Distributed Decision Making

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Juni 2003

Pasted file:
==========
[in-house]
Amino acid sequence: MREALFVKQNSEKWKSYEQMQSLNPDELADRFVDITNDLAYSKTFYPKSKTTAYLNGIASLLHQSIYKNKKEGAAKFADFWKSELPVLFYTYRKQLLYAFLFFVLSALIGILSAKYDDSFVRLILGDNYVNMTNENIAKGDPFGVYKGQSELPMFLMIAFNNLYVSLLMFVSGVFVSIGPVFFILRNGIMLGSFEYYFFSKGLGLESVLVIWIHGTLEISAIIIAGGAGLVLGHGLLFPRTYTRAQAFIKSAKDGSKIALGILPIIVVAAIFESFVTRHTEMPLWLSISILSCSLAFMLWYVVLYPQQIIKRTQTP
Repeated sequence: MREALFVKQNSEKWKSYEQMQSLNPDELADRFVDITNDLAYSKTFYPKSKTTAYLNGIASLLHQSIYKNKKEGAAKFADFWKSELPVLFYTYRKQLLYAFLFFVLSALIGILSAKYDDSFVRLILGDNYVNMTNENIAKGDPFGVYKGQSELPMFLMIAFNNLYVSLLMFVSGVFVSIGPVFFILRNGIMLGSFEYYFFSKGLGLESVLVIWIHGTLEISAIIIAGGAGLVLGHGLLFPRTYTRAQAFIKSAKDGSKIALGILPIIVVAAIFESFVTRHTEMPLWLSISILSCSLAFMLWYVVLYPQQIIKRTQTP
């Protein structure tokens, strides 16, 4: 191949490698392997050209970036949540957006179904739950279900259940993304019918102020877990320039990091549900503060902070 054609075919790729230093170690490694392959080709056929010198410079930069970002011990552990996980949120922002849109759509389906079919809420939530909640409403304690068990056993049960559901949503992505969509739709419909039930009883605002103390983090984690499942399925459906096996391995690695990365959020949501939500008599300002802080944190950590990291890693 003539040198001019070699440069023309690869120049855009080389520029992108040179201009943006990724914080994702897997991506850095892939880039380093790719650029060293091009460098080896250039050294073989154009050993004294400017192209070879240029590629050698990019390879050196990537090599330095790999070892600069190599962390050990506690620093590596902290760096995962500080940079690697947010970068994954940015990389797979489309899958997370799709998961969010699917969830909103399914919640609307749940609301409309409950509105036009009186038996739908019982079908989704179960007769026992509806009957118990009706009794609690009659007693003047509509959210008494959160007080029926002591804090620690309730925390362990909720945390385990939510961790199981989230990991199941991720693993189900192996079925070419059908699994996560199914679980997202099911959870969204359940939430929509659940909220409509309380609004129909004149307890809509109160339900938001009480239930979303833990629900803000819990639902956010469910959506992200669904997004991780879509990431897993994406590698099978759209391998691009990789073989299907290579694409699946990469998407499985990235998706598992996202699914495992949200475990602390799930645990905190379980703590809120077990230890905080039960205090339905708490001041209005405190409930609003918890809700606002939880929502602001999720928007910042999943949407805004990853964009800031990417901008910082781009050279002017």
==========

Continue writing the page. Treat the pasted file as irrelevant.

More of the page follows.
Distributed decision making (DDM) has become of increasing importance in quantitative decision analysis. In applications like supply chain management, service operations, or managerial accounting, DDM has led to a paradigm shift. The book provides a unified approach to such seemingly diverse fields as multi-level stochastic programming, hierarchical production planning, principal agent theory, negotiations or contract theory. Different settings like multi-level one-person decision problems, multi-person antagonistic planning, and leadership situations are covered. Numerous examples and real-life planning cases illustrate the concepts. The new edition has been considerably expanded by additional chapters on supply chain management, service operations and multi-agent systems.